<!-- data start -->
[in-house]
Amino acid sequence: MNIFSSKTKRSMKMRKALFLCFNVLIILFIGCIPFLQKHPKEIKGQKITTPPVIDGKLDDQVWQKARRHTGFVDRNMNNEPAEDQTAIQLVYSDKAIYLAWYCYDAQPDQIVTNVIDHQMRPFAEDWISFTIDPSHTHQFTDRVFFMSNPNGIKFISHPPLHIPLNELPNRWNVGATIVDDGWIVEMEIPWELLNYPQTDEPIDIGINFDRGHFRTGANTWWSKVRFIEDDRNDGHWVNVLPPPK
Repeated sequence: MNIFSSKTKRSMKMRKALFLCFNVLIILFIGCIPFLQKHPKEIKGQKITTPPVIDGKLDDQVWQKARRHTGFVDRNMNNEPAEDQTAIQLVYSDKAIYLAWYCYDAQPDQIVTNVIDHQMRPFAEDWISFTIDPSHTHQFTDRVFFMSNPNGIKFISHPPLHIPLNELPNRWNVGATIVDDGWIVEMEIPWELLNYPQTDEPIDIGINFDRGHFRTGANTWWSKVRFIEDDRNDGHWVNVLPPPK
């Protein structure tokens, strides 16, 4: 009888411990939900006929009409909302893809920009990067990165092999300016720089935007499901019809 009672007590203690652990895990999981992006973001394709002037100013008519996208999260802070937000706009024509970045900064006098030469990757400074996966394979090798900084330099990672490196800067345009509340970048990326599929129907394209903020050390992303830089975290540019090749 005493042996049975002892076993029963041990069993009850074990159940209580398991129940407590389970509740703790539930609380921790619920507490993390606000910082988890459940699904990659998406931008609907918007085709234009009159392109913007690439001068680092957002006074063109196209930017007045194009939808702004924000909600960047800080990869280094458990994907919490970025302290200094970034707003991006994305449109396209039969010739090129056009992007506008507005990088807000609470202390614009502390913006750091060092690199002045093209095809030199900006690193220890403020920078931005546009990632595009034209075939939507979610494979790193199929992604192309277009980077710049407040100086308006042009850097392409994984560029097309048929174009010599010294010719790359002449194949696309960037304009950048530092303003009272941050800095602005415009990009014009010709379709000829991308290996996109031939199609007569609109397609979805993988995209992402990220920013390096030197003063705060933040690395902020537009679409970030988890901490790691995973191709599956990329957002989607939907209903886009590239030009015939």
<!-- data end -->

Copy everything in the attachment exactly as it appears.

[in-house]
Amino acid sequence: MNIFSSKTKRSMKMRKALFLCFNVLIILFIGCIPFLQKHPKEIKGQKITTPPVIDGKLDDQVWQKARRHTGFVDRNMNNEPAEDQTAIQLVYSDKAIYLAWYCYDAQPDQIVTNVIDHQMRPFAEDWISFTIDPSHTHQFTDRVFFMSNPNGIKFISHPPLHIPLNELPNRWNVGATIVDDGWIVEMEIPWELLNYPQTDEPIDIGINFDRGHFRTGANTWWSKVRFIEDDRNDGHWVNVLPPPK
Repeated sequence: MNIFSSKTKRSMKMRKALFLCFNVLIILFIGCIPFLQKHPKEIKGQKITTPPVIDGKLDDQVWQKARRHTGFVDRNMNNEPAEDQTAIQLVYSDKAIYLAWYCYDAQPDQIVTNVIDHQMRPFAEDWISFTIDPSHTHQFTDRVFFMSNPNGIKFISHPPLHIPLNELPNRWNVGATIVDDGWIVEMEIPWELLNYPQTDEPIDIGINFDRGHFRTGANTWWSKVRFIEDDRNDGHWVNVLPPPK
């Protein structure tokens, strides 16, 4: 009888411990939900006929009409909302893809920009990067990165092999300016720089935007499901019809 009672007590203690652990895990999981992006973001394709002037100013008519996208999260802070937000706009024509970045900064006098030469990757400074996966394979090798900084330099990672490196800067345009509340970048990326599929129907394209903020050390992303830089975290540019090749 005493042996049975002892076993029963041990069993009850074990159940209580398991129940407590389970509740703790539930609380921790619920507490993390606000910082988890459940699904990659998406931008609907918007085709234009009159392109913007690439001068680092957002006074063109196209930017007045194009939808702004924000909600960047800080990869280094458990994907919490970025302290200094970034707003991006994305449109396209039969010739090129056009992007506008507005990088807000609470202390614009502390913006750091060092690199002045093209095809030199900006690193220890403020920078931005546009990632595009034209075939939507979610494979790193199929992604192309277009980077710049407040100086308006042009850097392409994984560029097309048929174009010599010294010719790359002449194949696309960037304009950048530092303003009272941050800095602005415009990009014009010709379709000829991308290996996109031939199609007569609109397609979805993988995209992402990220920013390096030197003063705060933040690395902020537009679409970030988890901490790691995973191709599956990329957002989607939907209903886009590239030009015939």